Over 500 Victorian films available to view on BFI Player

By Rosemary Collins, 14 May 2019 - 11:48am

The British Film Institute has released a pioneering collection of Victorian films to mark Queen Victoria's 200th birthday

Victorian film BFI
The 1898 film clip Me and My Two Friends is now available to watch for free on the BFI Player (Credit: BFI)

Many of Britain’s earliest films are now available to view online for free.

The British Film Institute (BFI) is celebrating the 200th anniversary of Queen Victoria’s birth on 24 May 1819 by releasing its entire collection of British Victorian Film (1895–1901) for free on the BFI Player.

More than 500 films will be digitised, joining the existing films from the period to create a total collection exceeding 700.

The collection features the earliest known moving images of Queen Victoria herself, as well as famous figures such as Edward VII, Pope Leo XIII, Field Marshal Kitchener, English cricketer Prince Ranjitsinhji, music hall artistes Herbert Campbell and Lil Hawthorne, and actor Herbert Beerbohm Tree.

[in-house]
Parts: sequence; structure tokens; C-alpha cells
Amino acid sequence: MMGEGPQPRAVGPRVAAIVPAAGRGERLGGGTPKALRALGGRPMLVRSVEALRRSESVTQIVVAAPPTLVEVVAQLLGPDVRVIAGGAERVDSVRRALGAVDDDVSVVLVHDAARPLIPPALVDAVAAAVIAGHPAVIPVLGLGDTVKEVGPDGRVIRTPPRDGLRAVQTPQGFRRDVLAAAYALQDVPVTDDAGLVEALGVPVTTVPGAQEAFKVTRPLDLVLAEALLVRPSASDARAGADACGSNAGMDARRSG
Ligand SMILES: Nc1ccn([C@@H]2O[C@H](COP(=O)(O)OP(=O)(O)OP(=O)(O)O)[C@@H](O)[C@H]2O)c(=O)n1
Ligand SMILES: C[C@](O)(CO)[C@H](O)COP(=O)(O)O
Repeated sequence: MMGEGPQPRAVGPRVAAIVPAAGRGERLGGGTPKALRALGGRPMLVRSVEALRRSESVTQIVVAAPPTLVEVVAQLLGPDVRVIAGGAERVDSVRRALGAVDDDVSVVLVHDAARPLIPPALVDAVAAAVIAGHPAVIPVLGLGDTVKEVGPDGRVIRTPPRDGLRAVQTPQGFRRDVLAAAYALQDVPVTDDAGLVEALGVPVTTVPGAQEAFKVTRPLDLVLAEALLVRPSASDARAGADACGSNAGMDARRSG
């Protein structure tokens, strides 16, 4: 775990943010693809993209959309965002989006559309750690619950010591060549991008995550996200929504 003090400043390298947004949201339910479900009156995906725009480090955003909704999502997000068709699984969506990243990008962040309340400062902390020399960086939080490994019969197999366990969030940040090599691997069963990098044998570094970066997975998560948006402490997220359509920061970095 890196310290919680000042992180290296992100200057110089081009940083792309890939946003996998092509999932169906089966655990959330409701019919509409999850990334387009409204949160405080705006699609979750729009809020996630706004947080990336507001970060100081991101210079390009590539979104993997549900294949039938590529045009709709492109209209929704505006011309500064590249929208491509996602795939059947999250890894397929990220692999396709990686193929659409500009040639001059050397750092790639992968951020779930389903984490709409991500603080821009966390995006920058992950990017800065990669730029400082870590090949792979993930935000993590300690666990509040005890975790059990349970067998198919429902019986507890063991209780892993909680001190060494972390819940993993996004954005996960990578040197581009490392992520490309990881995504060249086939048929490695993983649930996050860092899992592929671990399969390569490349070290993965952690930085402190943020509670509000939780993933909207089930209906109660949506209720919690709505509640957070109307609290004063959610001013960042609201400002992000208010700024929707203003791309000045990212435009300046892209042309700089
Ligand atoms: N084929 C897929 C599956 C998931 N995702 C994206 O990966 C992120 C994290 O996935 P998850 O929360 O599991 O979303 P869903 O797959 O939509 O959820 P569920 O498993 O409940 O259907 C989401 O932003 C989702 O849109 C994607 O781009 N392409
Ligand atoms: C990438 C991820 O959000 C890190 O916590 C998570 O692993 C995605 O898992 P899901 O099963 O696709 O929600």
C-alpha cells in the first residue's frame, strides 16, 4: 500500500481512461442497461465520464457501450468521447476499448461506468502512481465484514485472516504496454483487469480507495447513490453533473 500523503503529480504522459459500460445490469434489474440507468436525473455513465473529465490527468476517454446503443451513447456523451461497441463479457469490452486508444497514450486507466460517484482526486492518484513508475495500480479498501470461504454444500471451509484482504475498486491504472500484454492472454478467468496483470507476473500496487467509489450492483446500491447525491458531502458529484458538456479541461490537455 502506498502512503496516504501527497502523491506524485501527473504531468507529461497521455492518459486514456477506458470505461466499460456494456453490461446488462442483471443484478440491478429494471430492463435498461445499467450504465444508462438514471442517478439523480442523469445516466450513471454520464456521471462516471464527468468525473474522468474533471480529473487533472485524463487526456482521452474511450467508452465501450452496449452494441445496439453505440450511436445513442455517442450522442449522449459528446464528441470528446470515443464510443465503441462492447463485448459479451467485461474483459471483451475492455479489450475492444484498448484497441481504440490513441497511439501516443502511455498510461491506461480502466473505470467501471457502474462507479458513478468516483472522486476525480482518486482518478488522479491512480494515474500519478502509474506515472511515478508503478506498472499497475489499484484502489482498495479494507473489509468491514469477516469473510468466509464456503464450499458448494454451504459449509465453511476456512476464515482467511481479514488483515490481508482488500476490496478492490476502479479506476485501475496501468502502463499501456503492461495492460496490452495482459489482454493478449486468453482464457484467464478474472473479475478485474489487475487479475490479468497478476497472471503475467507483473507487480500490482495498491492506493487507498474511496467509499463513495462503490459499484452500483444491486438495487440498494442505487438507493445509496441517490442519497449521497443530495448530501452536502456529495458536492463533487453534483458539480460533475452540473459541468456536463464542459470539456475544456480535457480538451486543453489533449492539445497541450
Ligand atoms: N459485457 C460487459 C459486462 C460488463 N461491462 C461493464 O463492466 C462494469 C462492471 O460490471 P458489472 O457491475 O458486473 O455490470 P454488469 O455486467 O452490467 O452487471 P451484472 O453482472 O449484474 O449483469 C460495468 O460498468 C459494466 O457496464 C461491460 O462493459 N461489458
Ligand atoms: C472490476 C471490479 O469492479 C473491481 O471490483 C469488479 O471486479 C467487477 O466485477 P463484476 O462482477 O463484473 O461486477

However, it also features images of everyday life for our Victorian ancestors, including the bustling streets of the growing cities; adults and children at work; and events such as Queen Victoria’s Diamond Jubilee and the Henley Regatta.

There are also films of Victorian entertainers, panoramas of exotic locations, and thrilling ‘trick’ films showcasing special effects.

The collection also includes some of the earliest war films, from the Second Boer War in 1899. They were captured by WKL Dickson, using a heavy Biograph camera and equipment that he transported around the battlefield.

Bryony Dixon, the BFI’s silent film curator, said: “These incredibly rare short surviving film fragments speak volumes, adding colour to our image of the Victorians’ vibrant and rapidly progressing world.”

The collection showcases the pioneering British filmmakers who broke new ground in developing the medium, including RW Paul, GA Smith, Walter Booth, Walter Gibbons, David Devant and Charles Urban.

They experimented with news, animation, drama, fantasy, comedy, advertising, travelogues, and even developing colour and sound. Our ancestors would have watched the clips in music halls alongside performances by singers and comedians.

The BFI digitised the films with support from the National Lottery Heritage Fund.

The collection includes incredibly rare 68-mm large-format films that have been restored in 4K digital resolution from the original nitrate prints.

 

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